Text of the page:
LABELS: ben zimmer, GRAMMAR, john dowd, plead pled
Recently, there was some speculation about the authorship of a Donald Trump tweet that hinged on the use of the past tense "pled." Trump's account had tweeted the former National Security Adviser Mike Flynn had "pled" guilty of lying to the FBI. Fearing the tweet amounted to an admission of obstruction of justice, Trump's lawyer John Dowd claimed responsibility for the tweet.
Some observers weren't buying it. The word "pleaded" seemed more lawyerly, they argued, and therefore "pled" could not have been written by an attorney.
"Pled" is actually a longtime peeve of mine. Years ago, I looked it up to prove that its users were wrong. Of course, I was the one who was wrong. "Pled" and "pleaded" are both acceptable past-tense forms of the verb "to plead."
But that's general usage. It's quite possible that, within their own close-knit profession, lawyers have their own standards and official or unofficial preferences for forming the past tense of "plead."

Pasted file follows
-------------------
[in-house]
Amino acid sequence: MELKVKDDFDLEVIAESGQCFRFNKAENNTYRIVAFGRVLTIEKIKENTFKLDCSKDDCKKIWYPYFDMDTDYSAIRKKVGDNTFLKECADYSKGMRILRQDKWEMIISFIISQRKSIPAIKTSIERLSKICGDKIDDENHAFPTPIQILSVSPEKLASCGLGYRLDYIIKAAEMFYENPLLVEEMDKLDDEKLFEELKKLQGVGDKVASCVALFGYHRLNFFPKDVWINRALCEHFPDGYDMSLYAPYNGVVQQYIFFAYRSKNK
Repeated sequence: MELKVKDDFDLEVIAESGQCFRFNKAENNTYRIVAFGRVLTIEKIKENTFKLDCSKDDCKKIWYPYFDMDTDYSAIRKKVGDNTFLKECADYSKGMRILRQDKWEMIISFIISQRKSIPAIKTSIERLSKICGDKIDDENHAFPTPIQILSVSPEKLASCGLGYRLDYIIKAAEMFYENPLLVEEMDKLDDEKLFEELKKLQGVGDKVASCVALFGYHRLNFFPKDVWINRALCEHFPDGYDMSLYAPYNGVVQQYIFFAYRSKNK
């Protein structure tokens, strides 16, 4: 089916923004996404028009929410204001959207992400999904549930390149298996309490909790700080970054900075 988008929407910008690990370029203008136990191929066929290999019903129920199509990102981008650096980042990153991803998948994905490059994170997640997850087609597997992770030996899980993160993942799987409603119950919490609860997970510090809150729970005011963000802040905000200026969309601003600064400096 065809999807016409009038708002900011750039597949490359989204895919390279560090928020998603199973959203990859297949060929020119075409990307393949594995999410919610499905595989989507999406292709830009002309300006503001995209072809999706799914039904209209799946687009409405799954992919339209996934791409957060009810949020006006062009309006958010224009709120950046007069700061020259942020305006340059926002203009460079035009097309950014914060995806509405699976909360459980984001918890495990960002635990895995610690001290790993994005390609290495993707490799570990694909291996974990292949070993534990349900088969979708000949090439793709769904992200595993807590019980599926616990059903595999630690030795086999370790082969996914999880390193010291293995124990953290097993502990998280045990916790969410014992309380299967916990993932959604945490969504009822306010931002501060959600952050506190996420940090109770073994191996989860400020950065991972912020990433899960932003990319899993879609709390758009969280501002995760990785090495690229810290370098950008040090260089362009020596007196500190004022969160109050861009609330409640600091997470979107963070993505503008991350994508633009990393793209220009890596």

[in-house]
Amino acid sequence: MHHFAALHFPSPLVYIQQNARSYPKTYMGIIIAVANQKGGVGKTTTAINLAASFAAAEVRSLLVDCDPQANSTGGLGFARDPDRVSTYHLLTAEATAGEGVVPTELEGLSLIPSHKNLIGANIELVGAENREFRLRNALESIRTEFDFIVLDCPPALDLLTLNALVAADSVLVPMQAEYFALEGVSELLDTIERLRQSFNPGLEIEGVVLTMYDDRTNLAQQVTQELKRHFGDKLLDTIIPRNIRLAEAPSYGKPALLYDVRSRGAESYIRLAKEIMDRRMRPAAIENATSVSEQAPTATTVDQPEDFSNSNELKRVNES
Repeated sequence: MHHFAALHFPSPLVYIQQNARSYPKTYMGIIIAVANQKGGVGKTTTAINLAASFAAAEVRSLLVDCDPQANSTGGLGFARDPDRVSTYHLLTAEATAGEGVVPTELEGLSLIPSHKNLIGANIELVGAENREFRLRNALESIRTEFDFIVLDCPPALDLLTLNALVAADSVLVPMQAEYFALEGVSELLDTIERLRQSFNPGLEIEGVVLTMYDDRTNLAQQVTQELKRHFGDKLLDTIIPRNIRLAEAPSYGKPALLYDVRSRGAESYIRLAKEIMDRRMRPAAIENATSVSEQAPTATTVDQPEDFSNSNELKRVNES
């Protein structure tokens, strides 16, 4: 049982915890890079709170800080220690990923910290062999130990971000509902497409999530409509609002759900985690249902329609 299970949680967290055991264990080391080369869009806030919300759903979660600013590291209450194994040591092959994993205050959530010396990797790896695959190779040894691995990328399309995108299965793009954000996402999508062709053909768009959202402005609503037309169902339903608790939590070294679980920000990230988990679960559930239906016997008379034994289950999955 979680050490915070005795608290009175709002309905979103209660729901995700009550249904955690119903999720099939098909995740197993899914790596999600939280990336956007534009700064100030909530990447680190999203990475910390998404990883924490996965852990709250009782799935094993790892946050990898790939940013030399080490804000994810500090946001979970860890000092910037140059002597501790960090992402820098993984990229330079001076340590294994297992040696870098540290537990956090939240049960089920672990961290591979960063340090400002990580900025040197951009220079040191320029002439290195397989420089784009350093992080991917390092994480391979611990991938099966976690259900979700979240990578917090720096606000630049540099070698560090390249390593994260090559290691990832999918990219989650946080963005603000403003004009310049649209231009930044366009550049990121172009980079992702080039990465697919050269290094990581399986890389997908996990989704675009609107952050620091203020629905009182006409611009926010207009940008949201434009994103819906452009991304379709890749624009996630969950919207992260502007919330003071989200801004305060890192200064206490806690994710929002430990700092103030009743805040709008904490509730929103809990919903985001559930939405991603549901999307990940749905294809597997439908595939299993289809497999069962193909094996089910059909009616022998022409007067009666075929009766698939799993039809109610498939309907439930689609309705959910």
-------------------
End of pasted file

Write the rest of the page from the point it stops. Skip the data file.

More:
So what's their verdict? As linguist Ben Zimmer showed in a recent piece for the Atlantic, you can't spot a lawyer by his use of "pled."
Don’t touch that holiday greeting card. Don’t send out those event invitations. And whatever you do, don’t have a gift engraved, embossed or embroidered until you read this.
It’s time, once again, for our holiday tradition: warning hosts, hostesses and gift-givers of the most common mistakes of the season: incorrectly formed plurals, possessives and plural possessives.
Here's my column on how to avoid errors like "the Wilson's," "the Williams's" and "the Chavez's."
LABELS: GRAMMAR, object complement
Look at this sentence: The news made Charles angry.
What’s the subject? It’s the news. What’s the verb? It’s “made.” The object, of course, is Charles. He’s the one being made. So what’s that “angry” doing in there? It’s modifying the object. Welcome to the wonderful world of object complements — sometimes crucial sentence elements that (spoiler alert) can also be nouns. Here's my recent column on these little-known but hardworking grammatical units.
LABELS: COPY EDITING, GRAMMAR, WORD CHOICE
Last week, I almost missed a pretty big mistake in an article I was editing. A travel piece said that the luxury of some hotel would "envelope visitors in luxury." I didn't catch it on the first pass. Only on the second read did I notice that the article needed the verb, envelop, and not the noun meaning something you put a letter into.
So keep an eye out for this one. And if you're prone to blow right past this error, you're not alone.